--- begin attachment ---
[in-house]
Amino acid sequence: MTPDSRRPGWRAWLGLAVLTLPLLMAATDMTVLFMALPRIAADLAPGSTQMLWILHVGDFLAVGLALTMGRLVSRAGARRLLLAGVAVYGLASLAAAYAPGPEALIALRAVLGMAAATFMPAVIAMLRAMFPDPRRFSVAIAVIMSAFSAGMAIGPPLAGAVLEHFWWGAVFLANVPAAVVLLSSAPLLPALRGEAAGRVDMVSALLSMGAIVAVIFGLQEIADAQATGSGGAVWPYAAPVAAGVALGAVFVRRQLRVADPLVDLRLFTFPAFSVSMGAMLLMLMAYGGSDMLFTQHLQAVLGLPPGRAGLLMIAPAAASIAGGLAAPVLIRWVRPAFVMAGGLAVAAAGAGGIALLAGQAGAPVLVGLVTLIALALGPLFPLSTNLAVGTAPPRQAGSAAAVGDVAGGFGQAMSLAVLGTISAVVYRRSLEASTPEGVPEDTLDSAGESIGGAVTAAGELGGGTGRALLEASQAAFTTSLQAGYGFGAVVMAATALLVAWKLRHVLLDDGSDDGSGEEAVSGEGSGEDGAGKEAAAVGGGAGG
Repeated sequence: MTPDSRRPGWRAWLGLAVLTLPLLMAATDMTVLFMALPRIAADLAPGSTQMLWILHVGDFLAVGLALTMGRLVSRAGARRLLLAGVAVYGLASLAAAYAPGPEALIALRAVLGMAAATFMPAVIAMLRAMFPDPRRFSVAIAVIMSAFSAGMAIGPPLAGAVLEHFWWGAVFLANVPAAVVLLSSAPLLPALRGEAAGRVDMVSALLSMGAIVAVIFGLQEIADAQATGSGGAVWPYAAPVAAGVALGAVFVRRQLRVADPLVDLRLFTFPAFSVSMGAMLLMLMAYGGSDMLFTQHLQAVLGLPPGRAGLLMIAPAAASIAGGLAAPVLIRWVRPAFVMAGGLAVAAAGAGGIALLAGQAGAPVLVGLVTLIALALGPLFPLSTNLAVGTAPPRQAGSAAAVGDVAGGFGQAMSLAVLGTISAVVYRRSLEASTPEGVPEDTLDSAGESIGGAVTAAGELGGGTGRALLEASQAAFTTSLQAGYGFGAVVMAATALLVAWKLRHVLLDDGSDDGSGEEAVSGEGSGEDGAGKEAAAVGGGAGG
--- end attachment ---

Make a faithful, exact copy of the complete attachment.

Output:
[in-house]
Amino acid sequence: MTPDSRRPGWRAWLGLAVLTLPLLMAATDMTVLFMALPRIAADLAPGSTQMLWILHVGDFLAVGLALTMGRLVSRAGARRLLLAGVAVYGLASLAAAYAPGPEALIALRAVLGMAAATFMPAVIAMLRAMFPDPRRFSVAIAVIMSAFSAGMAIGPPLAGAVLEHFWWGAVFLANVPAAVVLLSSAPLLPALRGEAAGRVDMVSALLSMGAIVAVIFGLQEIADAQATGSGGAVWPYAAPVAAGVALGAVFVRRQLRVADPLVDLRLFTFPAFSVSMGAMLLMLMAYGGSDMLFTQHLQAVLGLPPGRAGLLMIAPAAASIAGGLAAPVLIRWVRPAFVMAGGLAVAAAGAGGIALLAGQAGAPVLVGLVTLIALALGPLFPLSTNLAVGTAPPRQAGSAAAVGDVAGGFGQAMSLAVLGTISAVVYRRSLEASTPEGVPEDTLDSAGESIGGAVTAAGELGGGTGRALLEASQAAFTTSLQAGYGFGAVVMAATALLVAWKLRHVLLDDGSDDGSGEEAVSGEGSGEDGAGKEAAAVGGGAGG
Repeated sequence: MTPDSRRPGWRAWLGLAVLTLPLLMAATDMTVLFMALPRIAADLAPGSTQMLWILHVGDFLAVGLALTMGRLVSRAGARRLLLAGVAVYGLASLAAAYAPGPEALIALRAVLGMAAATFMPAVIAMLRAMFPDPRRFSVAIAVIMSAFSAGMAIGPPLAGAVLEHFWWGAVFLANVPAAVVLLSSAPLLPALRGEAAGRVDMVSALLSMGAIVAVIFGLQEIADAQATGSGGAVWPYAAPVAAGVALGAVFVRRQLRVADPLVDLRLFTFPAFSVSMGAMLLMLMAYGGSDMLFTQHLQAVLGLPPGRAGLLMIAPAAASIAGGLAAPVLIRWVRPAFVMAGGLAVAAAGAGGIALLAGQAGAPVLVGLVTLIALALGPLFPLSTNLAVGTAPPRQAGSAAAVGDVAGGFGQAMSLAVLGTISAVVYRRSLEASTPEGVPEDTLDSAGESIGGAVTAAGELGGGTGRALLEASQAAFTTSLQAGYGFGAVVMAATALLVAWKLRHVLLDDGSDDGSGEEAVSGEGSGEDGAGKEAAAVGGGAGG